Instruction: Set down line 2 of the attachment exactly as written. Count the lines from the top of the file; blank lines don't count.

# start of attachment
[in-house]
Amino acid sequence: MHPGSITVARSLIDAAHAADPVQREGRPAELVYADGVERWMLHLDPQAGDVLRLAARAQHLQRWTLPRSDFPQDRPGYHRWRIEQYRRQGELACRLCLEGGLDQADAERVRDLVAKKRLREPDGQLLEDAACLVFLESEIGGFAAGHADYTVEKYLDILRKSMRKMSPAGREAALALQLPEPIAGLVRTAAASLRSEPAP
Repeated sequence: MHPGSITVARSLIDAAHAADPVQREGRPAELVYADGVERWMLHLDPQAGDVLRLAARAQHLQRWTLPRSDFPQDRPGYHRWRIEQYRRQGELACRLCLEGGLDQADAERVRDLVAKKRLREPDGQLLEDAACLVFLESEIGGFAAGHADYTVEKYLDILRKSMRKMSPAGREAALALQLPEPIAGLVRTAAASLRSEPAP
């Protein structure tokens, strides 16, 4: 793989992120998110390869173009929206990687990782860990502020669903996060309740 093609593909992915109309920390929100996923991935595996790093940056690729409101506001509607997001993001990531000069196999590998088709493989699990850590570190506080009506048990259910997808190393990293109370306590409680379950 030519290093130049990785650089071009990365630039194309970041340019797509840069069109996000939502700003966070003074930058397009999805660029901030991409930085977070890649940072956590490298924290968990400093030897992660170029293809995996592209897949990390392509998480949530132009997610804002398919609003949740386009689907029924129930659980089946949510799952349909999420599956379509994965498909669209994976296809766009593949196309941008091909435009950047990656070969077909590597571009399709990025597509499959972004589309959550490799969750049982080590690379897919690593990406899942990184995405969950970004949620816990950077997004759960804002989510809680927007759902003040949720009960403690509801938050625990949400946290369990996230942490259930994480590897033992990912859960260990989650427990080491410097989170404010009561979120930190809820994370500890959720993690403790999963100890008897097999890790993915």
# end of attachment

Amino acid sequence: MHPGSITVARSLIDAAHAADPVQREGRPAELVYADGVERWMLHLDPQAGDVLRLAARAQHLQRWTLPRSDFPQDRPGYHRWRIEQYRRQGELACRLCLEGGLDQADAERVRDLVAKKRLREPDGQLLEDAACLVFLESEIGGFAAGHADYTVEKYLDILRKSMRKMSPAGREAALALQLPEPIAGLVRTAAASLRSEPAP